A reported distracted driver drove his Tesla under a tractor trailer on March 29 on Route 1 in South Brunswick. The impact was so sever it shredded the roof off the passenger’s side of the vehicle.
“This crash could easily have been fatal, and easily have been prevented if the driver was paying attention,” South Brunswick Police Chief Raymond Hayducka said in a prepared statement.
The crash was reported at 8:21 a.m. at Route 1 and Executive Drive. Officer Brian Kim determined that the 44-year-old driver from Baltimore was distracted at the time of the crash, according to reports.
According to Kim’s investigation, the 2020 Tesla was headed northbound on Route 1 in the right lane. The Tesla reportedly was set to cruise control and drifted onto the shoulder of the roadway where it struck a 2005 Freightliner tractor trailer, according to the statement. The tractor truck was broken down on the shoulder of the road at the time of the crash.
The driver of the Tesla received minor injuries but refused medical treatment, according to reports. The Tesla was destroyed in the crash.
Beginning April 1 and running through the end of the month, the high visibility law enforcement initiative UDrive. UText. UPay. will target motorists who engage in dangerous distracted driving behaviors such as talking on hand-held cell phones and sending text messages while driving, according to the statement.
Distracted driving is any activity that diverts attention from driving, including talking or texting on the phone, eating and drinking, talking to people in the vehicle, fiddling with the stereo, entertainment or navigation system — anything that takes attention away from the task of safe driving, according to the statement.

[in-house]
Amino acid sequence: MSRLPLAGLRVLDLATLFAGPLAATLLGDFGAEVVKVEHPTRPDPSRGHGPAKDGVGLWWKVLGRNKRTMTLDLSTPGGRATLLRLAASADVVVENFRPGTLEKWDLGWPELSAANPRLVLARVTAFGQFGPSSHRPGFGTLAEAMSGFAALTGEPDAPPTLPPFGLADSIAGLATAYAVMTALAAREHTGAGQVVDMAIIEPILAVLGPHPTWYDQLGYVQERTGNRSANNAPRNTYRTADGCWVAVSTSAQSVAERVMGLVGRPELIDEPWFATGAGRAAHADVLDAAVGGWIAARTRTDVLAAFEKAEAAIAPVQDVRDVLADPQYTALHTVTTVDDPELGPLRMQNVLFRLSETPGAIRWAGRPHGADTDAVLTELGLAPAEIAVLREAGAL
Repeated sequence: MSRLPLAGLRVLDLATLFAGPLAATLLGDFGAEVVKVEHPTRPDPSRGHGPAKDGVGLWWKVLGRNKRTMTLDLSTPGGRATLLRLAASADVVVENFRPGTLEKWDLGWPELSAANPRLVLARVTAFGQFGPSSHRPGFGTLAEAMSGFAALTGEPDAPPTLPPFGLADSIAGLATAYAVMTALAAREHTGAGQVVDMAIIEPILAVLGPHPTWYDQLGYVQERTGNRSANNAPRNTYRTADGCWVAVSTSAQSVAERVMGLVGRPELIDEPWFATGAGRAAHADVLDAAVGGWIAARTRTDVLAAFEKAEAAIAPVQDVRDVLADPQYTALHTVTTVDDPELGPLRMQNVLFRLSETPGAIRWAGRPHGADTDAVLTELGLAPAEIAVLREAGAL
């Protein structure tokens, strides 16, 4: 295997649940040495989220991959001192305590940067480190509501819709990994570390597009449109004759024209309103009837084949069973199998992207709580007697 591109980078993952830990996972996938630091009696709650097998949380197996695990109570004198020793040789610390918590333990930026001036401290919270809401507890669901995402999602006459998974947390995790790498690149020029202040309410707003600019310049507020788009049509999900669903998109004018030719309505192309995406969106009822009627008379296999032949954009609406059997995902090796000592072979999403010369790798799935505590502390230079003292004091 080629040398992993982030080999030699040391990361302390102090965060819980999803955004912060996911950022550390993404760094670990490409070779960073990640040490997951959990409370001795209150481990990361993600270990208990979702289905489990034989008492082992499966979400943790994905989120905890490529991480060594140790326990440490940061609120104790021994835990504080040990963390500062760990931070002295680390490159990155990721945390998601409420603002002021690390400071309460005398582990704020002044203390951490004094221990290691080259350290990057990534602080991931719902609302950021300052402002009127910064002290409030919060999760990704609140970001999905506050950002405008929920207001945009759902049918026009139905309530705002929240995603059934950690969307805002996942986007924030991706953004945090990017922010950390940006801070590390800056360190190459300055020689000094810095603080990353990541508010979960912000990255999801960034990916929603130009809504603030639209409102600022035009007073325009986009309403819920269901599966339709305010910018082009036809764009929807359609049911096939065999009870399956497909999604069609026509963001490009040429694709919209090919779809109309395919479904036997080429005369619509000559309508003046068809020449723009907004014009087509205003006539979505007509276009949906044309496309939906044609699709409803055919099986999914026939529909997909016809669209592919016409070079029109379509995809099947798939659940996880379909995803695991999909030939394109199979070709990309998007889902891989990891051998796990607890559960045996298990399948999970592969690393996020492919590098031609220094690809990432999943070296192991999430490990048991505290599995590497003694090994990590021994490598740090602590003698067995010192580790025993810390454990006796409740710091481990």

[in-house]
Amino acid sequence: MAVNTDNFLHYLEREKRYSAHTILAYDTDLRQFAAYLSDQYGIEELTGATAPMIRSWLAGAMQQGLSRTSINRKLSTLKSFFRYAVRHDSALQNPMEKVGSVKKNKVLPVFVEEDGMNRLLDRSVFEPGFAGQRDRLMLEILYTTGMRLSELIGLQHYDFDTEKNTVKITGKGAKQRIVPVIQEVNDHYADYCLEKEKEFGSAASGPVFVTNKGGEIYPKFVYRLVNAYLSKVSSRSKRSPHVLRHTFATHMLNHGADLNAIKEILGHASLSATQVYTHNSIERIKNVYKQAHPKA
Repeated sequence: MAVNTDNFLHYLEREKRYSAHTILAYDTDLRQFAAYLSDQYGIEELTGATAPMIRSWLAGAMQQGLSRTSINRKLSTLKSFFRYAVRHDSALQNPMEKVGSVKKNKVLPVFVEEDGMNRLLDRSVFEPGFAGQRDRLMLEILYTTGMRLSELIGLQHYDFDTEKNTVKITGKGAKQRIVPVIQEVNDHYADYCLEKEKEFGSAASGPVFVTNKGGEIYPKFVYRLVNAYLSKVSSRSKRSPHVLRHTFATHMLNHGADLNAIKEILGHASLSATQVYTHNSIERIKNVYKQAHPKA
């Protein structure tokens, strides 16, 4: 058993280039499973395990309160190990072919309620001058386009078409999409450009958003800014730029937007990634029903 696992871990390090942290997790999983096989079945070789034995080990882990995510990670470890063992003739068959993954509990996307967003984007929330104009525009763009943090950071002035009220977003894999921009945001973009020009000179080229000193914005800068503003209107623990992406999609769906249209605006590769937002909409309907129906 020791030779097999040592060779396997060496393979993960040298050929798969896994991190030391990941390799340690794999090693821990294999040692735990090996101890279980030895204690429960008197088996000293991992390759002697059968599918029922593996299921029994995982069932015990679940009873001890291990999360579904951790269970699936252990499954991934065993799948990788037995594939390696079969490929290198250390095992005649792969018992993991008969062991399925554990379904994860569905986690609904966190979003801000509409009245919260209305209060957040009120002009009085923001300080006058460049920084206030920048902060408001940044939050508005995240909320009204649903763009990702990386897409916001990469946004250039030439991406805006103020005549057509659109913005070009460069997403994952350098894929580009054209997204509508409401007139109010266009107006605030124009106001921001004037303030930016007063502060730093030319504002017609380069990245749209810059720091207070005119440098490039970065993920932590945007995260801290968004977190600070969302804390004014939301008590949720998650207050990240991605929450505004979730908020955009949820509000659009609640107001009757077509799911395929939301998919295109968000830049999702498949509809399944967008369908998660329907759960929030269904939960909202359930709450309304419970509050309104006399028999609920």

Texting is the most alarming distraction. Sending or reading a text takes eyes off the road for five seconds. At 55 mph, that’s like driving the length of an entire football field with the eyes closed, according to the statement.
The National Highway Traffic Safety Administration reports that in 2018 alone, 2,841 people were killed in distracted driving crashes on the nation’s roads and an estimated 400,000 people were injured, according to the statement.
In New Jersey, driver inattention was listed as a contributing circumstance in 50% of the state’s crashes in 2018. Driver inattention was in fact listed as a contributing factor in crashes at a rate seven times higher than that of the next highest contributing factor (speed), according to the statement.
“Today we were lucky we didn’t have a fatal crash, but starting April 1 a new crackdown will focus on this danger. Drivers have a responsibility to pay attention as they drive. Last year five motorists lost their lives on roadways in the township. This crackdown hopes to raise awareness of the danger of distracted driving,” Hayducka said in the statement.